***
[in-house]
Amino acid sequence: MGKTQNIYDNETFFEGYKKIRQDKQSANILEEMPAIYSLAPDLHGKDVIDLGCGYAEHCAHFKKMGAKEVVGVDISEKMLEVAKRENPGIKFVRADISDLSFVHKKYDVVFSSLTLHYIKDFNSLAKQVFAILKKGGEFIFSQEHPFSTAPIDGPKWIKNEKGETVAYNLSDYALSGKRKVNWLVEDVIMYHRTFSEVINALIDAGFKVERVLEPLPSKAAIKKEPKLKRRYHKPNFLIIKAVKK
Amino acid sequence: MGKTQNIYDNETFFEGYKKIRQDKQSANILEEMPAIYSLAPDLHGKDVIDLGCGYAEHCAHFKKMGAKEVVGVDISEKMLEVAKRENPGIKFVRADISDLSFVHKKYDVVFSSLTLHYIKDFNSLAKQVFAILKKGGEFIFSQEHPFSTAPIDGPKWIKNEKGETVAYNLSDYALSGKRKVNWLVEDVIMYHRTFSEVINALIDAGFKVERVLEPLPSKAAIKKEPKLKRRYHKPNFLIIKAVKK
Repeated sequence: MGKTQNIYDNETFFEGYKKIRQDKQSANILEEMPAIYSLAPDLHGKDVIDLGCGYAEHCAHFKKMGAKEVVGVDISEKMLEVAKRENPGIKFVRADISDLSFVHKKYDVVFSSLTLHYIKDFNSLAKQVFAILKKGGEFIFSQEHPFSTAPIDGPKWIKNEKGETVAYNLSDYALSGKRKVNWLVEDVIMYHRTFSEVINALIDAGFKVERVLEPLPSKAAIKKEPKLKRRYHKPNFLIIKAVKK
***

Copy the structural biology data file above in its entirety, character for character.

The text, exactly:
[in-house]
Amino acid sequence: MGKTQNIYDNETFFEGYKKIRQDKQSANILEEMPAIYSLAPDLHGKDVIDLGCGYAEHCAHFKKMGAKEVVGVDISEKMLEVAKRENPGIKFVRADISDLSFVHKKYDVVFSSLTLHYIKDFNSLAKQVFAILKKGGEFIFSQEHPFSTAPIDGPKWIKNEKGETVAYNLSDYALSGKRKVNWLVEDVIMYHRTFSEVINALIDAGFKVERVLEPLPSKAAIKKEPKLKRRYHKPNFLIIKAVKK
Amino acid sequence: MGKTQNIYDNETFFEGYKKIRQDKQSANILEEMPAIYSLAPDLHGKDVIDLGCGYAEHCAHFKKMGAKEVVGVDISEKMLEVAKRENPGIKFVRADISDLSFVHKKYDVVFSSLTLHYIKDFNSLAKQVFAILKKGGEFIFSQEHPFSTAPIDGPKWIKNEKGETVAYNLSDYALSGKRKVNWLVEDVIMYHRTFSEVINALIDAGFKVERVLEPLPSKAAIKKEPKLKRRYHKPNFLIIKAVKK
Repeated sequence: MGKTQNIYDNETFFEGYKKIRQDKQSANILEEMPAIYSLAPDLHGKDVIDLGCGYAEHCAHFKKMGAKEVVGVDISEKMLEVAKRENPGIKFVRADISDLSFVHKKYDVVFSSLTLHYIKDFNSLAKQVFAILKKGGEFIFSQEHPFSTAPIDGPKWIKNEKGETVAYNLSDYALSGKRKVNWLVEDVIMYHRTFSEVINALIDAGFKVERVLEPLPSKAAIKKEPKLKRRYHKPNFLIIKAVKK